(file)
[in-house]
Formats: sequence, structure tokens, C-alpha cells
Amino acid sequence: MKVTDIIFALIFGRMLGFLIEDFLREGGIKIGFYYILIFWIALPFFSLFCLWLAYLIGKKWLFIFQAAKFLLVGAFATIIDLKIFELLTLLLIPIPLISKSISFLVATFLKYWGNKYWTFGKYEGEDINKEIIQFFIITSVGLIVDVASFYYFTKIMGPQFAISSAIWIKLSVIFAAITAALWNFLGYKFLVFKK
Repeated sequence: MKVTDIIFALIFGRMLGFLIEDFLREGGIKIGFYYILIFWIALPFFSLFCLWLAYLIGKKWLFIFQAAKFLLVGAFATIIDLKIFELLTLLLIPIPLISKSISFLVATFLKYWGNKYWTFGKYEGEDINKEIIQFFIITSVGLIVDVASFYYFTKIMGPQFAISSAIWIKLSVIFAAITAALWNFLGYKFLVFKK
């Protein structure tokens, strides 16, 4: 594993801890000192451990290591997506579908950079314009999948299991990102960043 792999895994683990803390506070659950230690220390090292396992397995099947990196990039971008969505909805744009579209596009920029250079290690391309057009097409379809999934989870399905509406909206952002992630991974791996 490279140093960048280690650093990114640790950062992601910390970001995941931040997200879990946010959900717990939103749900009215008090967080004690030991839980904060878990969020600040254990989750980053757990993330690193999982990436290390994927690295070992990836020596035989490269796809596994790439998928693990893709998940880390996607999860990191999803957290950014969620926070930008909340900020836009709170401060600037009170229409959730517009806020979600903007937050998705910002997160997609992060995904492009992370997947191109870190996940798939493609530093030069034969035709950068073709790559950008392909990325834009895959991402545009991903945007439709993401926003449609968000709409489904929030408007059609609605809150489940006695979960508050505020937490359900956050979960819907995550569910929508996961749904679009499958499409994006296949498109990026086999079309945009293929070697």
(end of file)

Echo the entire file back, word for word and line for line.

[in-house]
Formats: sequence, structure tokens, C-alpha cells
Amino acid sequence: MKVTDIIFALIFGRMLGFLIEDFLREGGIKIGFYYILIFWIALPFFSLFCLWLAYLIGKKWLFIFQAAKFLLVGAFATIIDLKIFELLTLLLIPIPLISKSISFLVATFLKYWGNKYWTFGKYEGEDINKEIIQFFIITSVGLIVDVASFYYFTKIMGPQFAISSAIWIKLSVIFAAITAALWNFLGYKFLVFKK
Repeated sequence: MKVTDIIFALIFGRMLGFLIEDFLREGGIKIGFYYILIFWIALPFFSLFCLWLAYLIGKKWLFIFQAAKFLLVGAFATIIDLKIFELLTLLLIPIPLISKSISFLVATFLKYWGNKYWTFGKYEGEDINKEIIQFFIITSVGLIVDVASFYYFTKIMGPQFAISSAIWIKLSVIFAAITAALWNFLGYKFLVFKK
């Protein structure tokens, strides 16, 4: 594993801890000192451990290591997506579908950079314009999948299991990102960043 792999895994683990803390506070659950230690220390090292396992397995099947990196990039971008969505909805744009579209596009920029250079290690391309057009097409379809999934989870399905509406909206952002992630991974791996 490279140093960048280690650093990114640790950062992601910390970001995941931040997200879990946010959900717990939103749900009215008090967080004690030991839980904060878990969020600040254990989750980053757990993330690193999982990436290390994927690295070992990836020596035989490269796809596994790439998928693990893709998940880390996607999860990191999803957290950014969620926070930008909340900020836009709170401060600037009170229409959730517009806020979600903007937050998705910002997160997609992060995904492009992370997947191109870190996940798939493609530093030069034969035709950068073709790559950008392909990325834009895959991402545009991903945007439709993401926003449609968000709409489904929030408007059609609605809150489940006695979960508050505020937490359900956050979960819907995550569910929508996961749904679009499958499409994006296949498109990026086999079309945009293929070697």